Erdoğan: No support for Sweden’s NATO bid over provocations
President Recep Tayyip Erdoğan criticized Sweden for allowing terrorist sympathizers and others to freely carry out provocations, saying that Stockholm should not expect support from Türkiye on its NATO bid following offensive demonstrations by both groups over the weekend.
Speaking to reporters following a cabinet meeting in the capital Ankara on Monday, the president slammed Danish-Swedish anti-Islam activist Rasmus Paludan’s demonstration, where he burned a copy of the Qur’an in front of the Turkish Embassy and delivered a hatred-filled speech with permission from Swedish authorities, and under police protection.
“If you don’t respect the religion of Türkiye or Muslims, you won’t get any support from us on NATO,” he said, noting that it is evident that Sweden should not expect Ankara’s support for its NATO bid after authorizing such a shameful scandal in front of the Turkish embassy.
“That is not happening,” he said, adding that if Sweden prefers terrorist sympathizers and Islamophobes, then Türkiye suggests they should let them defend their country too.
He also criticized Sweden for authorizing protests by terrorist PKK/YPG supporters, as said the country allows them to “run wild.”
Since officially applying for membership in May 2022, spurred by Russia’s invasion of Ukraine, Sweden and Finland have been striving and struggling to secure Türkiye’s approval for joining the bloc. The Turkish government is objecting to their accession on grounds of security concerns, namely “harboring and tolerating” terrorist groups such as the PKK, and FETÖ.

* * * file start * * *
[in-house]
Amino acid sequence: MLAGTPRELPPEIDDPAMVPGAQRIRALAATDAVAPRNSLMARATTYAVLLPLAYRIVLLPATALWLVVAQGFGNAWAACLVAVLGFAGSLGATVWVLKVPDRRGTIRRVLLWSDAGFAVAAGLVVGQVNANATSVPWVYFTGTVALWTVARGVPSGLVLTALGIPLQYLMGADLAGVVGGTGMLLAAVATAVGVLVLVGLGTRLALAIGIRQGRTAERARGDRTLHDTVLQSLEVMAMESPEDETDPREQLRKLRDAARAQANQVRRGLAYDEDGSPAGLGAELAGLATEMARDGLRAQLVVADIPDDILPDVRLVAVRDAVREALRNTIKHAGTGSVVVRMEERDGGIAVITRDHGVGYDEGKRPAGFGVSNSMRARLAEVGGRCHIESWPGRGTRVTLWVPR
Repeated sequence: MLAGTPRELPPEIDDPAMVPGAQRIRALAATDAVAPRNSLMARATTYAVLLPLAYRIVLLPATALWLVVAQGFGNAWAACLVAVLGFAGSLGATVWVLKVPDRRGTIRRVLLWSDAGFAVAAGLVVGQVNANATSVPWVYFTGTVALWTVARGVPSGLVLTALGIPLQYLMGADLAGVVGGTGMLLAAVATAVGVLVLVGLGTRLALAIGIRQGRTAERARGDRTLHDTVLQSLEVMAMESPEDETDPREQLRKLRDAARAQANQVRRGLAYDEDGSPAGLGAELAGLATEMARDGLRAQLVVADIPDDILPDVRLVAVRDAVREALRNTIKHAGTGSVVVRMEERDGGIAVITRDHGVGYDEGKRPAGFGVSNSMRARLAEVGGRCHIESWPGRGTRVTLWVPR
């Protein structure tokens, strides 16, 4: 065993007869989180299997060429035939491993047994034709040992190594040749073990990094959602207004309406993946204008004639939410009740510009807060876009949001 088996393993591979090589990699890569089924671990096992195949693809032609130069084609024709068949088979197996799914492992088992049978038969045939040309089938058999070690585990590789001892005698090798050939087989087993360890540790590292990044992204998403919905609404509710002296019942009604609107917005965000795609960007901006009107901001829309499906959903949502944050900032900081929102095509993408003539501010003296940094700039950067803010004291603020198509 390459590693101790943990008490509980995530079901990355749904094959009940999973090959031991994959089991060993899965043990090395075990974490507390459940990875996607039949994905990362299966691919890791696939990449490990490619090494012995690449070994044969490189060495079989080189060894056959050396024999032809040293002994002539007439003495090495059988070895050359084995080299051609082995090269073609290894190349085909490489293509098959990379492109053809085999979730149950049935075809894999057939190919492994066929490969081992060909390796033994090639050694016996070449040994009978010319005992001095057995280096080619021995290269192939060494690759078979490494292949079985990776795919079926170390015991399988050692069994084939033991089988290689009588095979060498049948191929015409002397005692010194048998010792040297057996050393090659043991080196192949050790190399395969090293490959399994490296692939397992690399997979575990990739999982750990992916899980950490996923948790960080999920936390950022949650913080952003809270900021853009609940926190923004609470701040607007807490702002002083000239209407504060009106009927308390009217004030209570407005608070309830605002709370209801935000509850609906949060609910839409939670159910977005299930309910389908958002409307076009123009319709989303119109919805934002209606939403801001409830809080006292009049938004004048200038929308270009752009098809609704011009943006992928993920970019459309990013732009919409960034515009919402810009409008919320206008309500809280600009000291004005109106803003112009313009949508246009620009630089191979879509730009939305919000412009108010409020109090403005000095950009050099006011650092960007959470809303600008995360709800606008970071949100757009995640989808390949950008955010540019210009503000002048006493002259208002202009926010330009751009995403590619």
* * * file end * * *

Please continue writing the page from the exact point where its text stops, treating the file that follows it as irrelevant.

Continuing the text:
A memorandum of understanding (MoU) the sides inked at a NATO summit in Madrid stipulates that the two countries take concrete steps to address the said concerns, increase their crackdown on terrorist organizations and deport people suspected of terrorism-related crimes.
For the last month, however, public support in Sweden for terrorist groups by sympathizers has been raising tensions between the two countries, actions which Ankara has repeatedly warned would jeopardize Stockholm’s NATO membership process.
A scandalous mid-January protest in Stockholm wherein an effigy of President Erdoğan was hanged by its feet in front of the city hall has particularly impaired negotiations with Saturday’s Qur’an burning session as the boiling point.
Türkiye summoned the Swedish ambassador and canceled a visit by Swedish Parliament Speaker Andreas Norlen, as well as Defense Minister Pal Jonson to Ankara. Amid an outpouring of international denouncements, dozens of Turkish officials, including defense and foreign ministers as well as opposition party leaders, slammed Sweden for enabling Paludan.
Swedish Prime Minister Ulf Kristersson tweeted late on Saturday that freedom of expression was crucial to democracy but added that “what is legal is not necessarily appropriate.”
“Burning books that are holy to many is a deeply disrespectful act. I want to express my sympathy for all Muslims who are offended by what has happened in Stockholm today,” said Kristersson.
However, Türkiye remains incensed about the incident, and Sweden’s bid to ascend to NATO seems more perilous than ever.